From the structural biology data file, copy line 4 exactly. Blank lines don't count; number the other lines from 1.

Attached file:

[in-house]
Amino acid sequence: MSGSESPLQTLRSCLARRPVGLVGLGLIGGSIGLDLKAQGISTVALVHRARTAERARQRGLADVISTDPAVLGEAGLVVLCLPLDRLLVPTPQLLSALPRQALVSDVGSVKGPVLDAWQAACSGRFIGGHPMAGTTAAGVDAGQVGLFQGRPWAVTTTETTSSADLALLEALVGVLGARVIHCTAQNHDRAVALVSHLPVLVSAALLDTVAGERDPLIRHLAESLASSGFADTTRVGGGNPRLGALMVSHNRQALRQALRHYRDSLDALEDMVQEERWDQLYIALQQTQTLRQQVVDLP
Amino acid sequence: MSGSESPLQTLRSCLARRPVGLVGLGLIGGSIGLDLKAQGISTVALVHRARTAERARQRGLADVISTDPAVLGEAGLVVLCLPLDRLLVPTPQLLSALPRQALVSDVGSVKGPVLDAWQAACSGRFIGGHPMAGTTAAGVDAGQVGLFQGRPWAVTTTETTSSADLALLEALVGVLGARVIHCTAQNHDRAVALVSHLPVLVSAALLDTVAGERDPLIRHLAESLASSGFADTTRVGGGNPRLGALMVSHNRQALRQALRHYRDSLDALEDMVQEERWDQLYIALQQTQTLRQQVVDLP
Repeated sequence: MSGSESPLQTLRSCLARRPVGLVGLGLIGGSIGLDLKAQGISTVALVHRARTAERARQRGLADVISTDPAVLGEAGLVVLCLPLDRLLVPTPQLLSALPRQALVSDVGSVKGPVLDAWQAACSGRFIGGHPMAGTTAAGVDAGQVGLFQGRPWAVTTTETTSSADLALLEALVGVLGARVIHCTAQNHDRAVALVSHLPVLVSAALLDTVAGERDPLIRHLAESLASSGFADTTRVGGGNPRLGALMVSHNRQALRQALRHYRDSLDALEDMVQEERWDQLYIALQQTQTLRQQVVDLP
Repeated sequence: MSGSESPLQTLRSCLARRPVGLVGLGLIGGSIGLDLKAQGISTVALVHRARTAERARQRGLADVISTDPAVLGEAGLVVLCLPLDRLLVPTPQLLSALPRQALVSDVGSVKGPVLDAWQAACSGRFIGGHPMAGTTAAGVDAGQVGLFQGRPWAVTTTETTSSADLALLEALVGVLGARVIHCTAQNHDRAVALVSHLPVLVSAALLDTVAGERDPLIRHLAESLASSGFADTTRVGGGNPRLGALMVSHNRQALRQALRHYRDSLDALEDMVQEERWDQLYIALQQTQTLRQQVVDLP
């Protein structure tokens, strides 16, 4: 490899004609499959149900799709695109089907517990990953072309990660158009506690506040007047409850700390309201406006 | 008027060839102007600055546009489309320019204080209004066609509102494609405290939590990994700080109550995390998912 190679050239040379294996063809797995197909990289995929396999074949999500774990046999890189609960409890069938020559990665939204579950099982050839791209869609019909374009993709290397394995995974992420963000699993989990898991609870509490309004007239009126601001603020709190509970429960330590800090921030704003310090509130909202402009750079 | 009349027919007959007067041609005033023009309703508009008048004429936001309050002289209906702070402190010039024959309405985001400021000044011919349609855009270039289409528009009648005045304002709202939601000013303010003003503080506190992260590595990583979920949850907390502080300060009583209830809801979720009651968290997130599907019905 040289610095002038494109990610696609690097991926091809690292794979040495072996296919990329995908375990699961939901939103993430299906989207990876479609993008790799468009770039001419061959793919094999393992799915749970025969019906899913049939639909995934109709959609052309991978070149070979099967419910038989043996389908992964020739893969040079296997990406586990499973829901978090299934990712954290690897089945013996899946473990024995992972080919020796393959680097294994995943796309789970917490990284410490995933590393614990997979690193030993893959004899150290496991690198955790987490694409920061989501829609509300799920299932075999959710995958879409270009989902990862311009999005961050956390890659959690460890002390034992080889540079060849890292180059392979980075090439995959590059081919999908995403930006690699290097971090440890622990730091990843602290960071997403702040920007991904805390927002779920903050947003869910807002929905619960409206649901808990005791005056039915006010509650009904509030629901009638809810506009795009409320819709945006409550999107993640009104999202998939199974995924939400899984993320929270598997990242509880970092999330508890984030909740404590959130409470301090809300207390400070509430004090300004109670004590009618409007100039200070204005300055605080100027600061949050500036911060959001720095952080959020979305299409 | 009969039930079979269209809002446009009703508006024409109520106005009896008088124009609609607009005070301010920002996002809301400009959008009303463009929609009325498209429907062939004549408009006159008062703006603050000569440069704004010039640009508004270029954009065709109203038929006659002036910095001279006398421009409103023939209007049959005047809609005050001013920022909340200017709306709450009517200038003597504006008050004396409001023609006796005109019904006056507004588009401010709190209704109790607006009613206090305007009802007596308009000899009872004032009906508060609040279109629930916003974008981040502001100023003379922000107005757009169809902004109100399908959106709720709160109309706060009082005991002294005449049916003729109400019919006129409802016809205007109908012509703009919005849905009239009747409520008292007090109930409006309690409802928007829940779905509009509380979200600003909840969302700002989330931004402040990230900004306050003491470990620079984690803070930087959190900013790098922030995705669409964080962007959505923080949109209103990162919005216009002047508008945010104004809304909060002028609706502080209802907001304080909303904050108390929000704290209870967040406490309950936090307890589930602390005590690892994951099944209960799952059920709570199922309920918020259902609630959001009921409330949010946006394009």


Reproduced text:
Repeated sequence: MSGSESPLQTLRSCLARRPVGLVGLGLIGGSIGLDLKAQGISTVALVHRARTAERARQRGLADVISTDPAVLGEAGLVVLCLPLDRLLVPTPQLLSALPRQALVSDVGSVKGPVLDAWQAACSGRFIGGHPMAGTTAAGVDAGQVGLFQGRPWAVTTTETTSSADLALLEALVGVLGARVIHCTAQNHDRAVALVSHLPVLVSAALLDTVAGERDPLIRHLAESLASSGFADTTRVGGGNPRLGALMVSHNRQALRQALRHYRDSLDALEDMVQEERWDQLYIALQQTQTLRQQVVDLP